To ensure that Windows 10 stays protected from ransomware, Microsoft has allowed Secure Boot support to operate on top of UEFI. Safe Boot means that when your PC boots, it only uses hardware that is trusted by the vendor. However, you will need to disable Stable Boot in Windows 10 several times due toSE any hardware misconfiguration. So, in this guide, you are going to learn how to disable UEFI secure boot on an HP laptop in Windows 10.
If you’re curious what UEFI is, then it extends to the Unified Extensible Firmware Interface which is the next version of the common BIOS. It’s stable, it can carry more data, way faster than BIOS, and it’s almost like a tiny operating system running on top of a PC firmware, and it can do a lot more than a BIOS. The best thing is that the OEM will upgrade it through Windows Update.
It’s because of UEFI, Windows 10 has security features like Secure Boot, Windows Defender System Protect, Windows Defender Credential Guard, and Windows Defender Exploit Guard. This is a list of the features that you get:
- Faster boot and resume times.
- It easily supports large hard drives (more than 2 terabytes) and drives with more than four partitions.
- Support for multicast deployment, which allows PC manufacturers to broadcast a PC image that can be received by multiple PCs without overwhelming the network or image server.
- Support for UEFI firmware drivers, applications, and option ROMs.
What is the Secure Boot?
Simply put, disabling the secure boot option would not preclude Windows from booting two operating systems, from booting from an external drive, or from booting Windows in any particular manner to provide protection for Windows against unwanted machines. Safe booting began with Windows 8 and later versions including Windows 8.1 or Windows 10 when Windows started running UEFI instead of BIOS.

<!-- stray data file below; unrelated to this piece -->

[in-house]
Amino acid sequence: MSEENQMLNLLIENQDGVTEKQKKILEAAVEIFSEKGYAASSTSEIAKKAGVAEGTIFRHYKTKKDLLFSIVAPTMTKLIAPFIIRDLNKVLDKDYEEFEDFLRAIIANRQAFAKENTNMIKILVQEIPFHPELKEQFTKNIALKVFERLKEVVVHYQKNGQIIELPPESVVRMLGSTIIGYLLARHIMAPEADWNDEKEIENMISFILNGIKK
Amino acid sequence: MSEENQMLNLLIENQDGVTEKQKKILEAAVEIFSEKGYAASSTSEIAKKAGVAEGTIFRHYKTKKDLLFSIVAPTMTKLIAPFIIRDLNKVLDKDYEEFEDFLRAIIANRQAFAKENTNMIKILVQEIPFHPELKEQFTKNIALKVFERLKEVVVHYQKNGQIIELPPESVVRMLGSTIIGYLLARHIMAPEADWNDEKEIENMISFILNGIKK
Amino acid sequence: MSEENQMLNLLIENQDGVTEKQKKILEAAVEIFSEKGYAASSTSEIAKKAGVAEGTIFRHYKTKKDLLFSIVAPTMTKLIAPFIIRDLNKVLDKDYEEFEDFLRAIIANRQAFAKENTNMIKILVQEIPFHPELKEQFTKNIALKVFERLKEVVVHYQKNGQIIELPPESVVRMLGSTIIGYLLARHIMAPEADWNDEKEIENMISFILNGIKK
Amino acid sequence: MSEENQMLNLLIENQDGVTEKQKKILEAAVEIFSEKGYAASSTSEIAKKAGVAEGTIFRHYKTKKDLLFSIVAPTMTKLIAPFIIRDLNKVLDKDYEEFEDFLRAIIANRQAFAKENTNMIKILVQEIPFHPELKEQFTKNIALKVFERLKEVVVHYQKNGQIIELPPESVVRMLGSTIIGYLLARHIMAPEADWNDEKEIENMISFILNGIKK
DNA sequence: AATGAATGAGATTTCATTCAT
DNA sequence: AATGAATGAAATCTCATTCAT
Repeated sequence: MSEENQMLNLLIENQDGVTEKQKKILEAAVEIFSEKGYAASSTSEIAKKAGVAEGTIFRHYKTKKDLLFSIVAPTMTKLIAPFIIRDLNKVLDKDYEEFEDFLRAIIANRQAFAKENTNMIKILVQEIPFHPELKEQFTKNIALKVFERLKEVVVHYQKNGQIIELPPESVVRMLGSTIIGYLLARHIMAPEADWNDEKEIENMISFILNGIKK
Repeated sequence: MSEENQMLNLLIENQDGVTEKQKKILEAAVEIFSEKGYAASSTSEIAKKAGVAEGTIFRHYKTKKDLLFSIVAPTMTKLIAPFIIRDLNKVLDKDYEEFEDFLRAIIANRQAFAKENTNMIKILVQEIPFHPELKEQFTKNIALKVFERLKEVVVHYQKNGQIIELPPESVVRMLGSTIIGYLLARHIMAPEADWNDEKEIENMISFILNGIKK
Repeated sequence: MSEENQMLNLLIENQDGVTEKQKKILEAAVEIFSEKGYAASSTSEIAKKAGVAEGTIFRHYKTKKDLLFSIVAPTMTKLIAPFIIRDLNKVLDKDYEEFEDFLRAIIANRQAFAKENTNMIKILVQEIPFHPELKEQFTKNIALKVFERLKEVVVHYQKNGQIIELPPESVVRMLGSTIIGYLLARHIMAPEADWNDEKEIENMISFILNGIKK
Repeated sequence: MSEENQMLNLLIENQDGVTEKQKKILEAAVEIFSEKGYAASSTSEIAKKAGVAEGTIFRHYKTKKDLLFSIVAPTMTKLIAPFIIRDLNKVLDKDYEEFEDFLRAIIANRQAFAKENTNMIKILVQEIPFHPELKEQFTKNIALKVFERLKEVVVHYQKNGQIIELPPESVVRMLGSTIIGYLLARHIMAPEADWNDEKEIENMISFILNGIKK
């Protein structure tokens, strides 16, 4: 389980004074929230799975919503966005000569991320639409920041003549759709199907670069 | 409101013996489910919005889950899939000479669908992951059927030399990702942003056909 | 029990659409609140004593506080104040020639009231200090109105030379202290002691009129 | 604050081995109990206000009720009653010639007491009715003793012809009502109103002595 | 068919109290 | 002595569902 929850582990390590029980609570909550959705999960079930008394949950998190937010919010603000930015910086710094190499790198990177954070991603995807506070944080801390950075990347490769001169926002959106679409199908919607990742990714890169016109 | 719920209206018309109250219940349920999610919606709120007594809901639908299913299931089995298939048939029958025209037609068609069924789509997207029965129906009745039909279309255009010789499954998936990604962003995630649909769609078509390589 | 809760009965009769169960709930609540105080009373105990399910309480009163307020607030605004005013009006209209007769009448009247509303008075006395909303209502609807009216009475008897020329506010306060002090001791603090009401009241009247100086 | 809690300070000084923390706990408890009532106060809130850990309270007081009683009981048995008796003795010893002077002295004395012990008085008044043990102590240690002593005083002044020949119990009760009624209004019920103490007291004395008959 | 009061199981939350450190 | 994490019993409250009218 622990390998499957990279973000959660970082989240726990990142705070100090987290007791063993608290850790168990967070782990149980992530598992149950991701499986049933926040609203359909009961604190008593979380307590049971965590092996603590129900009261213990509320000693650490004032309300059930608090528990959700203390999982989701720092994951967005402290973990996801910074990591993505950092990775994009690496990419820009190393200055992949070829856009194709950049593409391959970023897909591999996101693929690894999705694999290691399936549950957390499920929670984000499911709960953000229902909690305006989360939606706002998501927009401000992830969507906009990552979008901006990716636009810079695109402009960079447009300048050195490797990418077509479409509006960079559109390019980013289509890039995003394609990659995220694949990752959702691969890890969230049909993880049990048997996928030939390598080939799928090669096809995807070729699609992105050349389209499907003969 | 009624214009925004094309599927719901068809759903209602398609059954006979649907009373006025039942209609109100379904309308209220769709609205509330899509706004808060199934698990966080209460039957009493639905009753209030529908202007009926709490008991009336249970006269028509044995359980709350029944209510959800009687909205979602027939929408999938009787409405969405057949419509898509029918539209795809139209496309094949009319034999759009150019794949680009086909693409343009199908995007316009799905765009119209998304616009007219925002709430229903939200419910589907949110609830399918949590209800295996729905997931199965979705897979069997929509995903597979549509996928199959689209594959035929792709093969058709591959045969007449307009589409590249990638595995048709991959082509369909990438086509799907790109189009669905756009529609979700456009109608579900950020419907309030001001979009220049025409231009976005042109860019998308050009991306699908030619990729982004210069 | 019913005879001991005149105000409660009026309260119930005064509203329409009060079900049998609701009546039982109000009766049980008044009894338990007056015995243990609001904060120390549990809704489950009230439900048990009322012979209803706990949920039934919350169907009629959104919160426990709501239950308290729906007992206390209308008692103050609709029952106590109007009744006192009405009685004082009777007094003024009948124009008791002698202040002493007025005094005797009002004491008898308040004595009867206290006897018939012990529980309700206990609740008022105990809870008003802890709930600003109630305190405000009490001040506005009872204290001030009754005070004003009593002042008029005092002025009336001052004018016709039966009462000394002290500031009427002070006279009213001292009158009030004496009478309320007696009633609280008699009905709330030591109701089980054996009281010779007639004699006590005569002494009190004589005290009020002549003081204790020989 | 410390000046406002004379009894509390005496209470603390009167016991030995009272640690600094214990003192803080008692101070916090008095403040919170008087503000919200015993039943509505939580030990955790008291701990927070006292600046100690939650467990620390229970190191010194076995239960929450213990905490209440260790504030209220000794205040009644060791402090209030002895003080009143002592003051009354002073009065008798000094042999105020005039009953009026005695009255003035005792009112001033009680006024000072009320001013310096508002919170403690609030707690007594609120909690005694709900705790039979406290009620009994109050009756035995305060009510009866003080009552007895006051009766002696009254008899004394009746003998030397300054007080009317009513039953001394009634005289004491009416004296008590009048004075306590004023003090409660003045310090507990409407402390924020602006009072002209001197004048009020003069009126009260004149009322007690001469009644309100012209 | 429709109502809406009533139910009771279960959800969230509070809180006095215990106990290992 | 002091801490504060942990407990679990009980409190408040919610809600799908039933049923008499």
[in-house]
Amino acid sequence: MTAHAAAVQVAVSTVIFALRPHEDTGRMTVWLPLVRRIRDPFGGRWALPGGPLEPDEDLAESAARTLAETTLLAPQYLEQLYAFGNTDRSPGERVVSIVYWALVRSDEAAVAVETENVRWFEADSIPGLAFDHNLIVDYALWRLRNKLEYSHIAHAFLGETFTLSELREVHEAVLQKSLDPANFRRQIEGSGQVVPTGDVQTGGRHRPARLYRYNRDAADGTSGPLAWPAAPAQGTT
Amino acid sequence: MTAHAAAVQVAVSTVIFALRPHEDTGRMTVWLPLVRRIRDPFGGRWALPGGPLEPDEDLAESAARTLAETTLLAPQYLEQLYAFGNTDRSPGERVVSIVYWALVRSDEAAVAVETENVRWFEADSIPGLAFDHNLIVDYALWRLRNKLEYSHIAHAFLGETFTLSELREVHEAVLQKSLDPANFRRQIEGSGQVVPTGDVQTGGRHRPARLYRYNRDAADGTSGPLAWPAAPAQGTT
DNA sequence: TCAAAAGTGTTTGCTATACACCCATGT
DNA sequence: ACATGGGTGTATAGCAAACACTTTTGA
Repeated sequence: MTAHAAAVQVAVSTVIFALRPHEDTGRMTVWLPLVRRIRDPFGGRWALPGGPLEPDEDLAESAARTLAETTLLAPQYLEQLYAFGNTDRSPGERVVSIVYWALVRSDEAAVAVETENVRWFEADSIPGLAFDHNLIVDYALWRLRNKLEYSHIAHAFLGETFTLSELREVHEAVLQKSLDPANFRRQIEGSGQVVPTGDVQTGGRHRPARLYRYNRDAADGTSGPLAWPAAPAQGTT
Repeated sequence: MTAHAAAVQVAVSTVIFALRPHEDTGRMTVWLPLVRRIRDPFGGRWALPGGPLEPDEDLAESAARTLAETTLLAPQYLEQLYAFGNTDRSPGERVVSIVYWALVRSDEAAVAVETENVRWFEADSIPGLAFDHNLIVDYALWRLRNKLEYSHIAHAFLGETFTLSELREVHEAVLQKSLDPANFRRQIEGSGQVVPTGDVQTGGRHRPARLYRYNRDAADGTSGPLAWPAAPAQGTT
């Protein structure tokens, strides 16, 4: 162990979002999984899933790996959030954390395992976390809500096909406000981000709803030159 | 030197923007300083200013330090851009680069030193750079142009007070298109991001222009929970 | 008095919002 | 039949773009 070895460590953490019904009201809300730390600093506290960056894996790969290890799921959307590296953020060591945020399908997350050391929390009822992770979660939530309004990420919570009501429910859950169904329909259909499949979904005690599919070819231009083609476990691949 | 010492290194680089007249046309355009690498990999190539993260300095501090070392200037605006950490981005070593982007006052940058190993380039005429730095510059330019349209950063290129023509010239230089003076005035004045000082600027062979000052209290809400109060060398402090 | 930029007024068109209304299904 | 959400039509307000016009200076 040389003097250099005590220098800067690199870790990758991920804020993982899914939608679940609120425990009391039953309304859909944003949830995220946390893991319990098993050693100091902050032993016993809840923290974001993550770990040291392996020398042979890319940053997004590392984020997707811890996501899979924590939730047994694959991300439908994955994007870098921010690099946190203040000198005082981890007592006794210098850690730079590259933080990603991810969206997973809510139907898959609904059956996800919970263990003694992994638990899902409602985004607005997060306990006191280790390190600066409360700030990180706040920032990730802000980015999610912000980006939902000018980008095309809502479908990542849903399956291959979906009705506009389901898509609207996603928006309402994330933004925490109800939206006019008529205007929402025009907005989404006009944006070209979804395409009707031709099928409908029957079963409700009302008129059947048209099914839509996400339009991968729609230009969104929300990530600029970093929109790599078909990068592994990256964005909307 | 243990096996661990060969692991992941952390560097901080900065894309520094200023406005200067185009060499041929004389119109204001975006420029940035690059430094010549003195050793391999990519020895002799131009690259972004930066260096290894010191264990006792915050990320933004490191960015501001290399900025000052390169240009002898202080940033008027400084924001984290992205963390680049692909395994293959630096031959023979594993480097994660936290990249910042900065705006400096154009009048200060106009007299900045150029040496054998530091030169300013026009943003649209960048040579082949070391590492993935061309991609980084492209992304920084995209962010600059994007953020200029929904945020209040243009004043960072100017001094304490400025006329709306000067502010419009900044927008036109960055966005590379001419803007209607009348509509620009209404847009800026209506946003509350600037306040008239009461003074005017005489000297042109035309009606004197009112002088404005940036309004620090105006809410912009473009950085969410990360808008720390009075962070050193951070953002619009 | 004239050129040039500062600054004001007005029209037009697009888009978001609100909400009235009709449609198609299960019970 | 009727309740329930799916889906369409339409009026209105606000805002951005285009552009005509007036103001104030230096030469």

Here are some of the requirements that will be enabled on your PC after you disable the Windows stable boot option:
- You will boot Windows from an external computer like a USB or CD on your PC.
- Dual OS operating Windows of Debian, Ubuntu, or Fedora.
- Windows startup using Windows Login Recovery Software
- Running the previous versions of Windows and so on.
So, without further ado, here’s how to disable the UEFI secure boot on an HP laptop in Windows 10:
Method 1. Disable UEFI Secure Boot on HP Laptop from BIOS
In the first method, you can easily disable the secure boot option from the BIOS setup on an HP laptop.
Step 1. Restart your HP laptop and then press the F10 key on your keyboard to go to BIOS.
Step 2. Go to the System Configuration tab and select Boot Options using the arrow keys and press enter.
Step 3. Go to the Secure Boot option and press enter.
Step 4. Now, make sure it’s disabled and press enter.
Step 5. Now, as you can see in the screenshot below that the secure boot option is disabled. Press F10 to save and exit.
Method 2. Disable Secure Boot on HP Laptop from Settings
There’s also an alternative way to disable the secure boot on the HP laptop from the Windows Settings app.
- Press the Win key + I to open Windows Settings.
- Select Update & Security.
- Select the Recovery option on the left-hand side and select Restart now.
- Select Troubleshoot.
- Select the Advanced options.
- Select UEFI Firmware Settings and press enter and then select Restart.
- On start up boot select F10 to go BIOS Setup and then go to > System Configuration > Boot Options > Secure Boot > Disable it.
After you disable Secure Boot and update other software and hardware, it can be impossible to re-activate Secure Boot without returning your PC to the factory state. Even, be careful when adjusting your BIOS settings. The BIOS menu is intended for experienced users, and you can adjust the settings that could keep your PC from starting correctly. Make sure to follow the directions of the maker precisely.
This is how you can disable the UEFI secure boot option on your HP laptop in Windows 10. If you want to re-enable the secure boot option on your PC, follow the same steps as stated above and change the secure boot option from Disabled to Allowed in the BIOS protection settings.